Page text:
Comedian Andrew Lee on 'morality and how hard it is to actually be good', as part of Sydney Fringe.
This year the Fringe will showcase the comedic talents of Andrew Lee, who is no novice when it comes to standing in front of crowds and making them laugh.
His latest show, 'White Knuckle Airlines' will touch on things such as racism, narcissistic people's reactions to tragedies, childhood trauma, mental illness, and trying to afford free range chicken.
What most frustrates you with the state of the world at the moment?
What frustrates me the most in the world is probably the tools that we have that are able to execute simple acts of altruism, but we give them too much weight. Like, sharing a post and getting some sort of hit of narcissistic ego boost from a simple act of pseudo-altruism. I know that is a dumb thing to get frustrated about but it's the idea of people invading the suffering of others for some sort of self-gratifying reason. I know that there are plenty of genuine issues in the world that need rectifying, but for some reason this is the one gripe I have with the world right now and I wish it wasn’t because essentially what I’m doing is getting pissed at people caring, but I’m concerned with the motive and validity of their care factor.
What can punters expect out of the night?
Punters can expect me to sit down on a stool for 45 minutes and get them to laugh at some pretty good jokes that I’ve spent a lot of time nailing down, and also I will talk to them, because I like to talk to the crowd and have them get involved with the premise of the joke. It’s more engaging when you can talk to the crowd as a unit, and they don’t feel nervous to interact. The content of the show is not for everybody but anything that I’ve chosen to do a joke about, I’ve thought really hard about it. I have a comedian friend that told me that my show makes TED talks look like they should be for kindergarteners, so if anything they’ll be interested for 45 minutes.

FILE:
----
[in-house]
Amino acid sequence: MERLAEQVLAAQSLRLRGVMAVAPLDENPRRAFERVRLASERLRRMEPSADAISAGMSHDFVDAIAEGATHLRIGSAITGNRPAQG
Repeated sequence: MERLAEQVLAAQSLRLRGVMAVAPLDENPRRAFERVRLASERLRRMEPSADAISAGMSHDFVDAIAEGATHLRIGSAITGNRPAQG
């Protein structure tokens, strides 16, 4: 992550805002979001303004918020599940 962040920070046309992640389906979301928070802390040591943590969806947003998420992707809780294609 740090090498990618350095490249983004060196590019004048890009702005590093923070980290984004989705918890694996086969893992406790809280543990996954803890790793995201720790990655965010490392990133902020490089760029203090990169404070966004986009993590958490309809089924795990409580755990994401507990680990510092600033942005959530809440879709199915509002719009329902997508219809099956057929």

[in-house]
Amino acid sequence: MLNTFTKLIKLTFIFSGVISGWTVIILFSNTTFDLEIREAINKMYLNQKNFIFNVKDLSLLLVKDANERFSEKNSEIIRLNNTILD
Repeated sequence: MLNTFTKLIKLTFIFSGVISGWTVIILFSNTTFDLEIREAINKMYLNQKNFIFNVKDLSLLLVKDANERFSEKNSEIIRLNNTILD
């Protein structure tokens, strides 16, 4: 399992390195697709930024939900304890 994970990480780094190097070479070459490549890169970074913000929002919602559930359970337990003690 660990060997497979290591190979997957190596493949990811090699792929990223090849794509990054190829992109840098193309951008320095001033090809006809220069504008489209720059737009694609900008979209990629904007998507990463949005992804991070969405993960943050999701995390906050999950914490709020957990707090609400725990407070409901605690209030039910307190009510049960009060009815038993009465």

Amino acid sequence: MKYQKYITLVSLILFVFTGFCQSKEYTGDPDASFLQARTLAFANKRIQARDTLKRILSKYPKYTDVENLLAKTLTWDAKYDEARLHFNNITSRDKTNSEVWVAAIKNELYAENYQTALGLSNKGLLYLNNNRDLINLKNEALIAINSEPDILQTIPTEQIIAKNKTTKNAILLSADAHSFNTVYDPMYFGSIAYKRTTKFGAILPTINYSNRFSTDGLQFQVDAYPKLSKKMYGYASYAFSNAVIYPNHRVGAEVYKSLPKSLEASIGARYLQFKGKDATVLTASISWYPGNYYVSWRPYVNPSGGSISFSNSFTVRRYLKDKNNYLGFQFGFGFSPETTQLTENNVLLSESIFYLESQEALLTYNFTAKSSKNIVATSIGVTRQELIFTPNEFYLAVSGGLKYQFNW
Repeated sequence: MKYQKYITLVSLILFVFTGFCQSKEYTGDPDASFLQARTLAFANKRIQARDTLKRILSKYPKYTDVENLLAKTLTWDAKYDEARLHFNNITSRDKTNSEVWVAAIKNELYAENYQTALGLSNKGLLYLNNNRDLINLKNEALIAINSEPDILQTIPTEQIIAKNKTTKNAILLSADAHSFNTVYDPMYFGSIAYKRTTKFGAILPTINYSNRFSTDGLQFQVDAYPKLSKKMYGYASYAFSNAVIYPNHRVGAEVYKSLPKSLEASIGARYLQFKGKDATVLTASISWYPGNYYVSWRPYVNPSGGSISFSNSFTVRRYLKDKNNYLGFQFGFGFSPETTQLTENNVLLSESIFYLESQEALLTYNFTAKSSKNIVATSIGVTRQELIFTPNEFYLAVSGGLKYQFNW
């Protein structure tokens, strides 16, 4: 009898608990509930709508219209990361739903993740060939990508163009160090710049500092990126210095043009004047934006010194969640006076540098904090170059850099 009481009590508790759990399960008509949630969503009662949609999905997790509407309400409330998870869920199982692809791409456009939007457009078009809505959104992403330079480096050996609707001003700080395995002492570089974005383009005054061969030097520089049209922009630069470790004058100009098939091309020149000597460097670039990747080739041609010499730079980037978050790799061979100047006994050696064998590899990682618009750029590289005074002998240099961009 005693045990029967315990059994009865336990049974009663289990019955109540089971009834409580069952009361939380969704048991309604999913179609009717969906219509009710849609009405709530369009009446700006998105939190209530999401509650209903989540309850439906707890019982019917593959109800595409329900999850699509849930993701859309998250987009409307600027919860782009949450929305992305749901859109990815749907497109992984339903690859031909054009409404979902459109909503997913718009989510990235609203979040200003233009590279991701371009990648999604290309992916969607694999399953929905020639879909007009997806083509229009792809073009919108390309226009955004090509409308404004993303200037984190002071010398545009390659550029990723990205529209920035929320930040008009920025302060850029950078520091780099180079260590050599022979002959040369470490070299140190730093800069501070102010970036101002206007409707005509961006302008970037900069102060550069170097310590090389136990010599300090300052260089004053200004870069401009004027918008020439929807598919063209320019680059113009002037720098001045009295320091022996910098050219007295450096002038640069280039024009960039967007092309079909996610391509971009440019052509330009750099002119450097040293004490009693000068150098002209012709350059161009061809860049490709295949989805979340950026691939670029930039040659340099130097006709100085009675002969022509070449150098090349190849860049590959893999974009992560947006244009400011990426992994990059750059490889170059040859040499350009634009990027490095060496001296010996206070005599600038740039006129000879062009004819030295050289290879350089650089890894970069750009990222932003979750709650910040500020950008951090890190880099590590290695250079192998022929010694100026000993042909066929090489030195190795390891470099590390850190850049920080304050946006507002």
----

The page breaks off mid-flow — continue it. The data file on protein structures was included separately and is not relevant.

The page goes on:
Why have you called the show 'White Knuckle Airlines'?
It’s a line from one of my jokes I do about getting depressed. I don’t think I use the line anymore in the joke, but it seems to fit the theme of the show which is a lot of things being brought up that might make things turbulent but I straighten it out. It’s essentially a 45-minute show of watching somebody trying to land a plane of ideas safely on the ground.
Do you draw a lot of your material from personal experience?
Yeah, either personal experiences or genuine beliefs about things. With the personal experiences it usually has to do with anxiety and mental illness, which I know is completely unoriginal but I still like to talk about it. Also about having a pretty strict dad who I love very much as well, but I mined some gold out of that childhood which felt pretty nice. With the personal beliefs, I know that they’re not for everyone but if I shape it in a way where people see where I’m coming from, even if they’re not on board with the point of view, they’ll laugh at the joke.
Are you more excited or nervous to be a part of such a big event that is Sydney Fringe?
I’m both nervous and excited which is normal, but I really love doing a longer set on stage instead of just doing five to ten minute spots. There’s more time to breathe on stage.
What made you decide to pursue stand-up as a career?
I originally wanted to be a script writer for comedy stuff but I didn’t know I was funny. So I signed up for an open mic and it was the best feeling ever. I always liked stand-up comedy, but never thought I could do it, because I was dumb and thought that people just say what’s coming from the top of their head and it’s hilarious. Then when I learned that stand-up is just about failing a bunch until something sticks, I thought 'I can do that'.
How has your stand-up changed over time?
My stand-up for the first three to six months was probably some of the most heinous things you could say just for the sake of saying them. I thought people were laughing, but they weren’t people, they were just other comics. So then I re-evaluated (I was told I had to stop saying horrible things for the sake of it) and decided to write stuff that was more personal to me. The jokes still came out dark and funny but it was about stuff I cared about saying on stage. I have a dark sense of humour and learned that if it comes from a place of authenticity, genuine curiosity and intrigue, the crowd usually can tell and it helps them ease into what I’m saying.
Have you thought about taking your material elsewhere in Australia, perhaps for a national tour?
I might take the material to Perth next year, or possibly Adelaide, but I’d really like to be able to make this just a really great hour of well thought-out jokes and then move on and do another show.